Zack Snyder eschewed both the overt socio-political allegory as well as the slow-shuffling zombies of Romero's 1978 film and instead created an adrenaline-charged invasion thriller.

The Hills Have Eyes
(2006) / Piranha (2010)
French director Alexandre Aja deserves special mention in the horror remake category. First, he turned Wes Craven's sordid 1977 tale of a vacationing family under siege by nuclear mutants (an interesting conceit featuring some clear social metaphors that came up short in the execution) into a tensely relentless experience. Then, he took Joe Dante's 1978 Corman-produced Jaws knock-off and re-fashioned it as a severed-tongue-in-cheek gorefest. Good times!

The Fly (1986)
The 1958 low-budget Vincent Price vehicle proved perfect fodder for David Cronenberg's fascination/preoccupation with body horror. Jeff Goldblum is perfectly cast as the mad scientist who unwittingly becomes his own experiment.

So what are your thoughts? Which remakes do you think worked? Which ones failed? Are there any flicks out there begging to be remade? (And we haven't even mentioned the host of foreign-to-American remakes: Let Me In, The Ring, The Grudge, Dark Water, One Missed Call, and so on... Which ones made the translation?)

New to Our Shelves This Week:

Richard Ayoade (of The IT Crowd, The Mighty Boosh, Nathan Barley, & Garth Merenghi's Darkplace cult fame) adapts and directs Joe Dunthorne's hilariously insightful novel about a Welsh teenager coming to terms both with his parents' fraught relationship and his own sexual stirrings.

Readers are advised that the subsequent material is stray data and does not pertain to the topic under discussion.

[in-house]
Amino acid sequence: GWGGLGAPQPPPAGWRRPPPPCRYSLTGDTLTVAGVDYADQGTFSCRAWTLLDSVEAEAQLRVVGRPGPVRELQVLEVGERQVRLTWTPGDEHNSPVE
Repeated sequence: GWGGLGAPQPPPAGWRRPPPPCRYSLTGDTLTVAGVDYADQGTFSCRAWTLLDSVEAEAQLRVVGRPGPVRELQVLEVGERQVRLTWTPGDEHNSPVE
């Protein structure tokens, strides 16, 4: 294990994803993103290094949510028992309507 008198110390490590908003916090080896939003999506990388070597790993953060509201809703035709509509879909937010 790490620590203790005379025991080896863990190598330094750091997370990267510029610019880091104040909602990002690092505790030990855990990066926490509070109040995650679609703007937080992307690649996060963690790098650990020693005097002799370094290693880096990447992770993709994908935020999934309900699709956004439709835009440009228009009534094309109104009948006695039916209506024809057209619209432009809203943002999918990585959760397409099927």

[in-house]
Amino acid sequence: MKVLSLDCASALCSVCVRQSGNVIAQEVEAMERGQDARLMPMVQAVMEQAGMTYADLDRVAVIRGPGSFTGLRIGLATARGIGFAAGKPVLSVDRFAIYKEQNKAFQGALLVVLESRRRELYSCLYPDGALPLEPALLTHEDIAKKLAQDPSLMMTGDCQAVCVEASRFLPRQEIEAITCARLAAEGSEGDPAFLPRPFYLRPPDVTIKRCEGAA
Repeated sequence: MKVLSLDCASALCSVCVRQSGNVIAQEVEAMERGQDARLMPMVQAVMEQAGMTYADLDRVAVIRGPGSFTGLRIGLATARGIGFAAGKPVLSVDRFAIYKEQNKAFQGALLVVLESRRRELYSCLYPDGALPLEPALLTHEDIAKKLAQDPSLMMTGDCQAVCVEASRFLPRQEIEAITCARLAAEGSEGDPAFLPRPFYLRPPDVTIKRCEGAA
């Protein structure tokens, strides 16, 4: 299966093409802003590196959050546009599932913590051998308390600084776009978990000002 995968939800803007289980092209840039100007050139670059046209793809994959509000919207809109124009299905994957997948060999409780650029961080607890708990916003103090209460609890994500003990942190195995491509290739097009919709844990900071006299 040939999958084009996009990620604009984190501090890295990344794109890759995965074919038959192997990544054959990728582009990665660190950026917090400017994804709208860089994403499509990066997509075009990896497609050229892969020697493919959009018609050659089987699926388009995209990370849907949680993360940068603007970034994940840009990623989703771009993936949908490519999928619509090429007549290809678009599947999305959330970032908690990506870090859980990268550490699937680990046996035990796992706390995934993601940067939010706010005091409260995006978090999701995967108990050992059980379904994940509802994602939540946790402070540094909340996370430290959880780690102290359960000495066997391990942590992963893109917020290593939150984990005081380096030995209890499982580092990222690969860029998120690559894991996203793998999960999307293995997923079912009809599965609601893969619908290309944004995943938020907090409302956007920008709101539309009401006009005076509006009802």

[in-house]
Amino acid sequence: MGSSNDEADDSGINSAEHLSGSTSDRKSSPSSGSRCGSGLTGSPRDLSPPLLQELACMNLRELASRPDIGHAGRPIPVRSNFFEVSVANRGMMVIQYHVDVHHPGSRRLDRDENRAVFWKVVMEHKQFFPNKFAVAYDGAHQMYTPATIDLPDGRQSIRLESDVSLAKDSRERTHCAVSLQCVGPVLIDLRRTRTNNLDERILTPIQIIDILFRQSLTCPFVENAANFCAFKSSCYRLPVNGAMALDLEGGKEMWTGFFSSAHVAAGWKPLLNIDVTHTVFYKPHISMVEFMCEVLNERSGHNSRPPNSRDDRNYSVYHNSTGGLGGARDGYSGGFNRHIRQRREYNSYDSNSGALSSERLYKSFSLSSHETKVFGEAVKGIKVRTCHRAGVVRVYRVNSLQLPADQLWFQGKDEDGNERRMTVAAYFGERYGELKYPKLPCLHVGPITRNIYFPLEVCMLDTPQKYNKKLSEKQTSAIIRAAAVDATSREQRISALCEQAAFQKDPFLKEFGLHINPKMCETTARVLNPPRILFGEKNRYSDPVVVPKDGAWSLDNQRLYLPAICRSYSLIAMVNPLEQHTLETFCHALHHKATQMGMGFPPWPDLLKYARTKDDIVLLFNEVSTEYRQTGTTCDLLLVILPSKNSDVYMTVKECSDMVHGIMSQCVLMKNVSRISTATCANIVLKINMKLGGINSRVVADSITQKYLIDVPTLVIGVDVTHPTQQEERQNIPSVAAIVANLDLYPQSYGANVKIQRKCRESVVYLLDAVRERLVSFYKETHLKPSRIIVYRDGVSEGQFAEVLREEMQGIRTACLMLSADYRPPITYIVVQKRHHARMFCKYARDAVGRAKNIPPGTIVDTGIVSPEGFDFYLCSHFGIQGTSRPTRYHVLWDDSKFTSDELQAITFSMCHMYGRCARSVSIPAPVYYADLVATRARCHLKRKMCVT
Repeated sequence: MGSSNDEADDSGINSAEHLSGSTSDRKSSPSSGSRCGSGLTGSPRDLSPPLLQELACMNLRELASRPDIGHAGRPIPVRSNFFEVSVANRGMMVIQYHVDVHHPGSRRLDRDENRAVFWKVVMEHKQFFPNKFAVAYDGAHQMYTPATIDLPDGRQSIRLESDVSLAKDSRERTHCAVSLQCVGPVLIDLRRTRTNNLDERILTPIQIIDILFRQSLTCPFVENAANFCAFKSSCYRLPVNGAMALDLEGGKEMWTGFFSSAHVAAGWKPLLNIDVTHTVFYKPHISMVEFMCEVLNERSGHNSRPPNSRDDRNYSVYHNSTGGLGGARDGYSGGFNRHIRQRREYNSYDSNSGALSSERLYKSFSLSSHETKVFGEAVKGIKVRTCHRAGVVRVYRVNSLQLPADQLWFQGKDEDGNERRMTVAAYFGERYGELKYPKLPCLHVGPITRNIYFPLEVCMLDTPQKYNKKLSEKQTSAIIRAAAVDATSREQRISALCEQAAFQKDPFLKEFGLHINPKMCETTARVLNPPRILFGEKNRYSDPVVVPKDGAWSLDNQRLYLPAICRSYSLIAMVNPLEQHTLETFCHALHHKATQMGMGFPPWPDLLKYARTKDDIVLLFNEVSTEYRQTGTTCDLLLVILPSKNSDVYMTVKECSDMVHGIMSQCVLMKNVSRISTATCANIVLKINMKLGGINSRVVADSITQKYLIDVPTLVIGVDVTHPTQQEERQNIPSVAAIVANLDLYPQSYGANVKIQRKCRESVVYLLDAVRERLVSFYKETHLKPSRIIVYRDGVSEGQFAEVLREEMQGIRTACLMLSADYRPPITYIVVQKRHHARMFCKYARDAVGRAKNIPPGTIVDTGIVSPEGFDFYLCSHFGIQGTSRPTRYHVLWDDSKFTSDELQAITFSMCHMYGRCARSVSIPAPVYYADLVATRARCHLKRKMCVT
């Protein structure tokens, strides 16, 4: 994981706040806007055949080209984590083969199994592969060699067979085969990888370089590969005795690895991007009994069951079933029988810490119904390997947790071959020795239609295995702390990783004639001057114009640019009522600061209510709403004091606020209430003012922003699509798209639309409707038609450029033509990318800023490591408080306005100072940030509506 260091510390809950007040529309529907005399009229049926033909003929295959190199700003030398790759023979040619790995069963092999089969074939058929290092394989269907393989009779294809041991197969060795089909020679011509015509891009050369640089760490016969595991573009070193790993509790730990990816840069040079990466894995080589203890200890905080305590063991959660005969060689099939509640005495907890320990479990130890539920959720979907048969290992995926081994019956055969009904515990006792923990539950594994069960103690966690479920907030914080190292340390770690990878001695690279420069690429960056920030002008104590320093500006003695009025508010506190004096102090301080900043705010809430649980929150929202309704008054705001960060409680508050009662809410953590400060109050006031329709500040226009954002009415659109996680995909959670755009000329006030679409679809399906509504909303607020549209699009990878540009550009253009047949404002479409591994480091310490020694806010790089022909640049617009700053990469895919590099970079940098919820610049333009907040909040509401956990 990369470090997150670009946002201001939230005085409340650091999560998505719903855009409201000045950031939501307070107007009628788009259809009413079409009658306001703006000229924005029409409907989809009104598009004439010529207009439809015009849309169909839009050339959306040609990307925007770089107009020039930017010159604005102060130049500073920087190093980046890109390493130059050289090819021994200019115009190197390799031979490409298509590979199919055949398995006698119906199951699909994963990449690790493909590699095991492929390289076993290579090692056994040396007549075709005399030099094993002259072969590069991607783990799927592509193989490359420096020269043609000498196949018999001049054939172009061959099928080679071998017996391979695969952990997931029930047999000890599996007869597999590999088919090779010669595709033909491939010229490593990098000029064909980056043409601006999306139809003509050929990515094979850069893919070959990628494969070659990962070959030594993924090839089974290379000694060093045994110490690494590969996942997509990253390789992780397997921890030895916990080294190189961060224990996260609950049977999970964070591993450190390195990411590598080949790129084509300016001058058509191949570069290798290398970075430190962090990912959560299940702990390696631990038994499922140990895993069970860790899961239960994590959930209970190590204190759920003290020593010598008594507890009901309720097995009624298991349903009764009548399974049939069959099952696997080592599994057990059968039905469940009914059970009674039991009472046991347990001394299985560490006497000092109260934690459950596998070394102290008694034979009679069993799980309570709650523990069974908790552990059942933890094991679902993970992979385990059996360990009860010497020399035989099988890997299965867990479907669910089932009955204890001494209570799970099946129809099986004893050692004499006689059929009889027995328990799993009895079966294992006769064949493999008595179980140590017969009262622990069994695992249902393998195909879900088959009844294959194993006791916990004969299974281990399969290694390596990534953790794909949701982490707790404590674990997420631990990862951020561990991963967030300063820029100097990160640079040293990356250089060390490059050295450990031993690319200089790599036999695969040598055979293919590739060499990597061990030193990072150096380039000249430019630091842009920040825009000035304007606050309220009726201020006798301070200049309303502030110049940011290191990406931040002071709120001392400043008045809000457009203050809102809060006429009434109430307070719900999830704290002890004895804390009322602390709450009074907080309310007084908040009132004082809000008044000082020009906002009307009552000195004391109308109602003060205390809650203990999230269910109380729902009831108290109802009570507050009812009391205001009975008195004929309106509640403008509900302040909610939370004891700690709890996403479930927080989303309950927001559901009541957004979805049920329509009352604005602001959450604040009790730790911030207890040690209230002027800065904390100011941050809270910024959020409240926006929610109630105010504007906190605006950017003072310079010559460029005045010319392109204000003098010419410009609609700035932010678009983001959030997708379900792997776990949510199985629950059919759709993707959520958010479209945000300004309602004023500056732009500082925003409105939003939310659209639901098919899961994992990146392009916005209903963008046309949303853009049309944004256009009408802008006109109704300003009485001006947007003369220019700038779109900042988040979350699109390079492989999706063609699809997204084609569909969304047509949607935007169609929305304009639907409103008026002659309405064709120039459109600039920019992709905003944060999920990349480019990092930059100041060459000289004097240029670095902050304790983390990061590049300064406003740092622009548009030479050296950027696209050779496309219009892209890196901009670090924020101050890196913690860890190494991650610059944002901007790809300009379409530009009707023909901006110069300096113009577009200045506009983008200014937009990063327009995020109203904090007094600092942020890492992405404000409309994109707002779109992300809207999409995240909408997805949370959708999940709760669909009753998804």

Fast Five
Justin Lin directs this latest installment in the kinetically powered franchise.

Ken Burns' excellent documentary on the grand but doomed "social experiment" -- impossible to watch without seeing the clear implications this bit of history holds for our own time.

A well-received doc about Buck Brannaman, the "real horse whisperer."

Patrick Stewart gives a stellar performance in this latest adaptation of the Scottish play. (See our theme shelf for the 13 other versions of the film we have!)

The Presence

A romantic ghost story starring Mira Sorvino, Justin Kirk, and Shane West.

Nothing Personal
A woman explores solitude, leaving her home in Holland for Ireland.

The High Cost of Living
Zach Braff stars as a drug-dealer in this romantic drama.

Nostalgia For the Light
Patricio Guzman's documentary on astronomers in Chile's Atacama Desert.

Legend of the Millennium Dragon

The Pee-Wee Herman Show on Broadway
Pee-Wee's back! Secret word of the day is: Awesome.

Captain America (1992)

Fall of Eagles

Vera - 1st Season

The League - 2nd Season

In Treatment - 3rd Season

Bored to Death - 2nd Season

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Adam said...

I'd like to post my vote for Wicker Man. The original was spooky, but I laughed out loud in the theatre when Nick Cage hits that lady. I couldn't help myself.

Miss Molly Manglewood said...

Willard and Wizard of Gore. And no, it's not just because I luhrve Crispin Glover.

Waterfront Video said...

I need to see both Willards and both Wizards of Gore! (So behind!) I was just reminded about the Wizard of Gore while watching a new documentary on Herschell Gordon Lewis we just got in recently - what a kook.

Miss Molly Manglewood said...

I don't know many people who can sit through the original Wizard of Gore from beginning to end. I think it's worth it to persevere. You need to be numbed by the prolonged state of excruciatingly paced bafflement and disorientation of the whole movie in order to be properly exalted by the psychedelic confusion of the ending.

We really like the remake - so much that we own it - but it has very little to do with the original. It's cool in its own right. A "reimagining" I guess.